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What can you learn from successful immigrant entrepreneurs?


Will Shu, CEO of Deliveroo still regularly delivers food to customers - Image credit: https://deliveroo.ae/

Immigrant entrepreneurs already proved that it doesn´t really matter where you were born. In the US more than 40% of the Fortune 500 companies were founded by immigrants or their children according to Global Entrepreneurship Monitor (GEM).

And most of them who went to start companies have transformed our lives and disrupted traditional business models. Start-ups like Transferwise, Deliveroo, EasyJet, Euro Car Parts, Made.com are some of the most inspiring stories from UK immigrants, no wonder that 49% of the UK’s fastest growing businesses have at least one immigrant founders. Tesla’s Elon Musk, WhatsApp’s Jan Koum, and Google’s Sergey Brin are prominent immigrant entrepreneurs from the US.


Despite the lack of entrepreneur visa and other obstacles, such as waiting many years for a permanent residence or citizenship status for e.g. Indian entrepreneur Jyoti Bansal waited 7 years for his green card in the US before he could start AppDynamics, which was acquired in January 2017 by Cisco for $3.7 billion. And most of the successful ones arrived those countries without any wealth or connections.


Here are the 5 important lessons that we can learn from immigrant entrepreneurs:


1 - Develop the mindset of resiliency and ingenuity combined with a hunger for success.


Roman Martynenko, COO of Astound Commerce, the world's largest independent digital commerce agency, told that, “It’s all in our heads! We understand that nothing will be handed to us on silver platters. Every single win requires sweat and tears.” People who consistently develop and maintain a growth mindset share the following characteristics:

  • Embrace challenges

  • Persist in the face of setbacks

  • See effort as the path to mastery

  • Learn from criticism

  • Find lessons and inspiration in the success of others

2 - Have and leverage a support system.


Finding someone with a common interest would contribute to your success. For e.g., Martynenko, the CEO of Netrix Digital was fortunate to find two other transplants from the Soviet Union in college. The three friends shared a passion for knowledge and entrepreneurial spirit that encouraged them to start their own business.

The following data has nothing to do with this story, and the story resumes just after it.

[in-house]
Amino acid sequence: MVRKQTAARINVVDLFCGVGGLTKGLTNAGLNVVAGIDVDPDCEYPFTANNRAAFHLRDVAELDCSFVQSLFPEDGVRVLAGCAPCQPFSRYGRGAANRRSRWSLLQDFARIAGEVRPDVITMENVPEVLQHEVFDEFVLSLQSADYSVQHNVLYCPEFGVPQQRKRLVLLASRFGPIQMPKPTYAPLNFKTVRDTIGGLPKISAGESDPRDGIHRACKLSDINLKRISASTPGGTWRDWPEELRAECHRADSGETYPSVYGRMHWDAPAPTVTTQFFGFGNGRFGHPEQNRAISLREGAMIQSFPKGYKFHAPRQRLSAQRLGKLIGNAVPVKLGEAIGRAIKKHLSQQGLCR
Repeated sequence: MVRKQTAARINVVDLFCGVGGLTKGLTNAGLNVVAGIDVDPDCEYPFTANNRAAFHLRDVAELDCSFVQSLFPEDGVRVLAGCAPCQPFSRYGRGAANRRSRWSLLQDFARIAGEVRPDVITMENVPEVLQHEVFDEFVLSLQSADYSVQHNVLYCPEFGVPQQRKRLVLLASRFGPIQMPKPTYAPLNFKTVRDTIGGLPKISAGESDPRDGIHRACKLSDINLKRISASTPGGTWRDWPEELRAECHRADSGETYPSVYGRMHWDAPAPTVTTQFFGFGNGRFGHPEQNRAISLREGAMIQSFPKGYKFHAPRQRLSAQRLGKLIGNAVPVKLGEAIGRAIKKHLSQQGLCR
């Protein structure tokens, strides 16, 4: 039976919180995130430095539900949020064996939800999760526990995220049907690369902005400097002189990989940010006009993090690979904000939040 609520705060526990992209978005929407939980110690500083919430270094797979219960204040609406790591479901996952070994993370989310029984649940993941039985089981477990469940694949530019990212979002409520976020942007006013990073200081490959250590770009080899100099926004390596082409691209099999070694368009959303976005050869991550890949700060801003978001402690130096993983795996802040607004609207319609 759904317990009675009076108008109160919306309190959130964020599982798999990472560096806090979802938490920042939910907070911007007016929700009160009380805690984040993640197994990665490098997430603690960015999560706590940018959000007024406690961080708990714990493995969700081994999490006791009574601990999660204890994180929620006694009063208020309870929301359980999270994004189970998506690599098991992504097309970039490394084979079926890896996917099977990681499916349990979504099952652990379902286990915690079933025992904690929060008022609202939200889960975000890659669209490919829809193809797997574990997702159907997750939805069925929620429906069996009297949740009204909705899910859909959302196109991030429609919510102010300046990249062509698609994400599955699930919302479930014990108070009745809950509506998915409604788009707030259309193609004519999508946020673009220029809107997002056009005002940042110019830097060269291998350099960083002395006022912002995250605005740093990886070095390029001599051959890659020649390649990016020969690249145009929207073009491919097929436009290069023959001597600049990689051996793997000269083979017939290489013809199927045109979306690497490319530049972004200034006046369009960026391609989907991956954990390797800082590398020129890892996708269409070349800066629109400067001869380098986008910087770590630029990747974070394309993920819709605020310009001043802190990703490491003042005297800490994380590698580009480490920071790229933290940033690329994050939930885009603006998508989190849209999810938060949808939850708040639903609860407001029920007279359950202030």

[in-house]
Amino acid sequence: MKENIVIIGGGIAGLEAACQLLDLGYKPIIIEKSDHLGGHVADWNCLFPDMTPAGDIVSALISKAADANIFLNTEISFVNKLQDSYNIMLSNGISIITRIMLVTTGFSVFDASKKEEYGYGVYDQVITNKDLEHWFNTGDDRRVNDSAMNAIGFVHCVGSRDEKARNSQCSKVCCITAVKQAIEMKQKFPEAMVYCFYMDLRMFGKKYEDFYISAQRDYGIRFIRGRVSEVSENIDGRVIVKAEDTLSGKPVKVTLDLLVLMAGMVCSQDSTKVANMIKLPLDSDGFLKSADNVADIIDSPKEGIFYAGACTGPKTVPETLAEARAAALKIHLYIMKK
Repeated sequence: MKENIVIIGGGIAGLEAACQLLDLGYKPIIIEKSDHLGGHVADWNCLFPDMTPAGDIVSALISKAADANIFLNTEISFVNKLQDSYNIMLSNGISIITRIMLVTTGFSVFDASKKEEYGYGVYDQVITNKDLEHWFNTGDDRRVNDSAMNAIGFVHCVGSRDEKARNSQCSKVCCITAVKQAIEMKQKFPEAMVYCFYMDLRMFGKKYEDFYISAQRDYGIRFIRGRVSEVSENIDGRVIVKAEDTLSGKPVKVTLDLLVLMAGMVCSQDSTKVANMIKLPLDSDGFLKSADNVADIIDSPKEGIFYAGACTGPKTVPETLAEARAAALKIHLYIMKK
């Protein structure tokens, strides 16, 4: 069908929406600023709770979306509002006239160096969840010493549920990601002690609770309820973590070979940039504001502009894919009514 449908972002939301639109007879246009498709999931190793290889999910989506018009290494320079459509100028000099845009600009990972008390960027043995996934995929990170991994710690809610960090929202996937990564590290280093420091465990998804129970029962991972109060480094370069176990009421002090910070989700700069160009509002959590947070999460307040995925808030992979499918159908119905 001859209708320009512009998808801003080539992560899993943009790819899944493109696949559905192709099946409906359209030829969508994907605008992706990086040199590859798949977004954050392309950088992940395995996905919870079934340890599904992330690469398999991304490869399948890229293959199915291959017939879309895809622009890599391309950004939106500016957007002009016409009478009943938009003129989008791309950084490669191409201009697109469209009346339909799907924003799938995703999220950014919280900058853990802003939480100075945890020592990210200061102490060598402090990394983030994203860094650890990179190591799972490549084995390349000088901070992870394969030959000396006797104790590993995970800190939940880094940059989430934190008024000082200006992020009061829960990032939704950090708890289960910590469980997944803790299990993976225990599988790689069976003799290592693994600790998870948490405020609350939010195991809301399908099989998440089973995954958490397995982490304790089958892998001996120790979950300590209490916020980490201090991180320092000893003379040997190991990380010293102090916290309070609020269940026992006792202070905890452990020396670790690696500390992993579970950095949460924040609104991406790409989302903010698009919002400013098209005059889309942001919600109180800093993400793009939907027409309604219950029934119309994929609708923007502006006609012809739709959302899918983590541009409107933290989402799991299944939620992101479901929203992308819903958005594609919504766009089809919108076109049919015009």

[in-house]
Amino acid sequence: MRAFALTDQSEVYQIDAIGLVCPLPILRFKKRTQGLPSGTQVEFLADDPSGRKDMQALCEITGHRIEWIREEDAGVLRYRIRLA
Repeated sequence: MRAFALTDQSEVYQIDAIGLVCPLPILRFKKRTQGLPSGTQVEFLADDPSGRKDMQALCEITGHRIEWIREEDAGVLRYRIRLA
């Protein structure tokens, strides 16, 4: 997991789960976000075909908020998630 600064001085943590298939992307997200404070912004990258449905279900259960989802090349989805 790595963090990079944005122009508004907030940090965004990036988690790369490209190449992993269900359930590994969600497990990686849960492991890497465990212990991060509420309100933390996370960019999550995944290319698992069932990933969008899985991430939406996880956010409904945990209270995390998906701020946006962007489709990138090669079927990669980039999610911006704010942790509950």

Martynenko said, “Without networks to rely on, my partners and I built our own from scratch. That trained us to be selective with our relationships and guard our reputation at all costs.”


3 - Develop a zeal for knowledge.



The learning process should be one that becomes habitual. Education shouldn´t end once you have graduated high school, college, or any other institution. By creating a passion for learning you will, in effect, create a lifetime of opportunity; this passion gives you the drive to explore new ideas and challenges each with their own risks and rewards. A deep passion for learning new things always pay off by allowing to explore design thinking, disrupting a traditional process, when you venture off on your own by starting a business or using it as a launching point to explore new topics that interest you (which may become hobbies in time).


4 - See and understand problems at a deeper level. Find or build a company that allows you to solve them.


Generating new ideas, recognizing previously unseen problems and overcoming challenges with unique solutions all require the creativity to see and understand problems at a deeper level.

Studying abroad for even one semester has been shown to increase creativity in college students. Imagine the benefits of adjusting to and living in an entirely new culture?


Estonian friends Kristo and Taavet were working in London where they spotted an opportunity to revolutionize money transfers slashing the cost of currency conversion. Kristo was paid in Sterling Pounds and Taavet was paid in Euros, but Kristo had a mortgage to pay back home in Estonia. So, they discovered it was much cheaper and quicker to avoid converting the money. Taavet paid Kristo´s mortgage in euros, Kristo paid him back in Sterling, and Transferwise was born.


5 - Pursue change.


Choosing to immigrate to a new country is a conscious pursuit of change. Many people leave their home country seeking a better future and trying to pursue their dreams. During that time many become strong while other become weak. Some fulfill their dreams and many others don´t. Being an immigrant is tough, the experience you gain today will shape who you are tomorrow.


After all, grit and a tolerance for risk is a prerequisite for both entrepreneurship and immigration. As Ronald Reagan put it: “It is bold men and women, yearning for freedom and opportunity, who leave their homelands and come to a new country to start their lives over… And often they are entrepreneurs.”

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